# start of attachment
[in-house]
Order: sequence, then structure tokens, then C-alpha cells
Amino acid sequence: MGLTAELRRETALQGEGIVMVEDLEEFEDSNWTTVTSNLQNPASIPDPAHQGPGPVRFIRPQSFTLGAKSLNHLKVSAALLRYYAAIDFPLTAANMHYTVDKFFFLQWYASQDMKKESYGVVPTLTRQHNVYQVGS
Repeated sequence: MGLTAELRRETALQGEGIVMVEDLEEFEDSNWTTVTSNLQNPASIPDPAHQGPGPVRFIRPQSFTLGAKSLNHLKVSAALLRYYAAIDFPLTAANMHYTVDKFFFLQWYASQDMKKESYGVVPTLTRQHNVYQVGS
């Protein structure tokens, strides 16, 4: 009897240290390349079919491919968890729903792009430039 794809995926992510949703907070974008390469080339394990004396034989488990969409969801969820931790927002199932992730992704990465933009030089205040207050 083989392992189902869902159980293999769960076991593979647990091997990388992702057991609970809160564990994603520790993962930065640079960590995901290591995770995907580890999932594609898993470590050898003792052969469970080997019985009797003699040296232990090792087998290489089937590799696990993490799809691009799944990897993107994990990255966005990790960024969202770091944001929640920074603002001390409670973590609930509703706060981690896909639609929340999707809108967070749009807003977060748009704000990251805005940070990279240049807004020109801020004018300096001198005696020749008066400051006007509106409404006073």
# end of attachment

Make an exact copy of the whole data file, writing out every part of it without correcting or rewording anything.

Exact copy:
[in-house]
Order: sequence, then structure tokens, then C-alpha cells
Amino acid sequence: MGLTAELRRETALQGEGIVMVEDLEEFEDSNWTTVTSNLQNPASIPDPAHQGPGPVRFIRPQSFTLGAKSLNHLKVSAALLRYYAAIDFPLTAANMHYTVDKFFFLQWYASQDMKKESYGVVPTLTRQHNVYQVGS
Repeated sequence: MGLTAELRRETALQGEGIVMVEDLEEFEDSNWTTVTSNLQNPASIPDPAHQGPGPVRFIRPQSFTLGAKSLNHLKVSAALLRYYAAIDFPLTAANMHYTVDKFFFLQWYASQDMKKESYGVVPTLTRQHNVYQVGS
């Protein structure tokens, strides 16, 4: 009897240290390349079919491919968890729903792009430039 794809995926992510949703907070974008390469080339394990004396034989488990969409969801969820931790927002199932992730992704990465933009030089205040207050 083989392992189902869902159980293999769960076991593979647990091997990388992702057991609970809160564990994603520790993962930065640079960590995901290591995770995907580890999932594609898993470590050898003792052969469970080997019985009797003699040296232990090792087998290489089937590799696990993490799809691009799944990897993107994990990255966005990790960024969202770091944001929640920074603002001390409670973590609930509703706060981690896909639609929340999707809108967070749009807003977060748009704000990251805005940070990279240049807004020109801020004018300096001198005696020749008066400051006007509106409404006073």